A recent survey carried out by a group of local community organizations has revealed that the biggest worry for residents in Fresno this year is access to affordable housing. To help address the shortage of housing for lower income families and individuals throughout California, the state Governor has asked the Department of Housing and Community Development to find excess and underused state-owned plots of land. In partnership with housing developers, these can then be used for sustainable and affordable housing, creating vibrant neighborhoods for previously overlooked communities.
Breaking Ground on an Affordable Development
With the help of a mini excavator, a groundbreaking ceremony was held this summer in central Fresno. The plot housed a former toy store that had fallen into disrepair but that will now be redeveloped to provide 41 units of affordable housing. The properties are all aimed at low-income families with around half being set aside for young people leaving institutions or currently facing homelessness. To move construction along, compact excavators that can work in tight spaces are well suited to plots in built up areas, and developers will be looking to buy mini excavator tracks to match the urban terrain of pavement and dirt. As well as providing the foundations for an efficient building that meets California’s Green building standards, the ground will be dug and developed with drought-resistant landscaping to enhance the exterior of the property in a sustainable way.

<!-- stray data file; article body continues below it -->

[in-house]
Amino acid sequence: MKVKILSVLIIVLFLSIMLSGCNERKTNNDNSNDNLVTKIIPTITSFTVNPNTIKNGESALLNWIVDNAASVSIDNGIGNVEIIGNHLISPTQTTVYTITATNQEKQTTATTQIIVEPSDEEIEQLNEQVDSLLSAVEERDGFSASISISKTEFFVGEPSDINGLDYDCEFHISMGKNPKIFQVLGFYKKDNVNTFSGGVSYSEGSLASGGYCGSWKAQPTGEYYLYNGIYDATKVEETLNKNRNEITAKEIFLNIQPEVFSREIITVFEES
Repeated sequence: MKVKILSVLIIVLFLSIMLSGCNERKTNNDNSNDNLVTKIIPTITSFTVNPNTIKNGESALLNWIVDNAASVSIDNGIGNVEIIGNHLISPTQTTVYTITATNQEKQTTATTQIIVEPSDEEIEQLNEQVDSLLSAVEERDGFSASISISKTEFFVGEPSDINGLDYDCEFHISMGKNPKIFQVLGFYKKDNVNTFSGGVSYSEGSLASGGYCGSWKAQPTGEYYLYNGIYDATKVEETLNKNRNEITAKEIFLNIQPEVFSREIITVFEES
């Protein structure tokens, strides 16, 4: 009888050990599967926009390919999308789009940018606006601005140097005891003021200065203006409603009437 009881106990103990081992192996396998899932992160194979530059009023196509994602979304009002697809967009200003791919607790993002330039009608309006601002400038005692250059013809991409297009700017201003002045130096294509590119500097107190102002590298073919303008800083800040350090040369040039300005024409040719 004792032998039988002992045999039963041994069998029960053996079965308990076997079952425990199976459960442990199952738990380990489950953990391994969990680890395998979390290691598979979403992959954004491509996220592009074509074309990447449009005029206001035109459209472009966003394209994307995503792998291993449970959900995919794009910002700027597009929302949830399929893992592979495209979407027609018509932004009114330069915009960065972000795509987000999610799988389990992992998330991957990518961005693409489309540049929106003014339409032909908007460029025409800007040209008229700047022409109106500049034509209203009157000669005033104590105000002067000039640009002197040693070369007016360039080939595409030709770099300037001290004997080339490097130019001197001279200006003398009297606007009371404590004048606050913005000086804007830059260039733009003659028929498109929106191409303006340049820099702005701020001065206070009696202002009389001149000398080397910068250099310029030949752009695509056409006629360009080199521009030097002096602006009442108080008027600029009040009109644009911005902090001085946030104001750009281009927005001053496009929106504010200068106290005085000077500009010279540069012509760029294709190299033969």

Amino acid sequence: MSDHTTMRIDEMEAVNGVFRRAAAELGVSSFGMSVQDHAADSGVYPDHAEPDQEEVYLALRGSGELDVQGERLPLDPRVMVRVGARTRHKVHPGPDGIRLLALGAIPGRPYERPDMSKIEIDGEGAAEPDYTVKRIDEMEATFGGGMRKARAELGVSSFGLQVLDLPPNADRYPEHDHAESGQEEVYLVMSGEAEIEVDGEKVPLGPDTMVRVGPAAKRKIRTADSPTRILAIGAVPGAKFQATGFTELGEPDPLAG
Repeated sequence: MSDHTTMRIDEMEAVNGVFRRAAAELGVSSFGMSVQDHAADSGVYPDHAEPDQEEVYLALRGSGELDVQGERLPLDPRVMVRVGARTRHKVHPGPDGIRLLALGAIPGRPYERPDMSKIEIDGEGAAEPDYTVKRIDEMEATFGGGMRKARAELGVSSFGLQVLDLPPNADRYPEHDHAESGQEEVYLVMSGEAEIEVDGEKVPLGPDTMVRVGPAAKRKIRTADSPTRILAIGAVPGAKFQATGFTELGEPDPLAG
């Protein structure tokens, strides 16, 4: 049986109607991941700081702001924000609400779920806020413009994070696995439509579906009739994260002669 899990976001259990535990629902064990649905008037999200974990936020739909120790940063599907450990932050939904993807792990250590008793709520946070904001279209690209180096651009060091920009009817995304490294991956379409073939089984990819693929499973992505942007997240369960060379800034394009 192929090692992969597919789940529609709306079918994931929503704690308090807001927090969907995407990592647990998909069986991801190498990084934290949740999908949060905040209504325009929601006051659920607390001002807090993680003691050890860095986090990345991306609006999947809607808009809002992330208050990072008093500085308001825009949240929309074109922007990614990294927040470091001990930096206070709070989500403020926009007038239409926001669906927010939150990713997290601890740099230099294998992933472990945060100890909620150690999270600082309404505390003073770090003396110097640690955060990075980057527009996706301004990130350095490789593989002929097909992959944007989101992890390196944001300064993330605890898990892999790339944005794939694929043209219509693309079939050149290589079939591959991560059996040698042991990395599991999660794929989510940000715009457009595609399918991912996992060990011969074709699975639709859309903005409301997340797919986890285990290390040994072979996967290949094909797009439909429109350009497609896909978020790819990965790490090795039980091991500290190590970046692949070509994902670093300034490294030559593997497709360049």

Finding More Land for Cost-Effective Housing
Other accessible developments are planned throughout California, and already the Excess Land for Affordable Housing program has brought together government organizations, local communities, and developers to start building over 4,400 new homes. California’s governor has recently announced the availability of five more potential development sites owned by the state. Together with the California Department of Housing and Community Development and the California Department of General Services, he is seeking developers to help build hundreds more new units for low-income families and individuals. The sites are mostly unused former commercial buildings and they include property previously used as offices by the Water Resources Board in Fresno. Transforming excess state-owned property in this way could help to speed up the development of affordable housing across California.
Awarding Funding to Local Housing Initiatives
In order to fund more affordable housing developments, Fresno City Council has set aside over $40 million from the 2022/23 budget to invest in local housing initiatives. Rents in Fresno reached a record high earlier this year, and less than 40% of residents are in a position to buy a median-priced property in the region. However, a plan to address the current crisis, One Fresno Housing Strategy, has made 71 housing recommendations which could potentially see a share of the funding, helping to ease the housing and homelessness situation.
This year’s most pressing concern for residents of Fresno has been access to adequate and affordable housing. As well as a new development specifically aimed at low-income families and vulnerable young people in the city, a program to transform excess land for affordable housing throughout California is gaining momentum.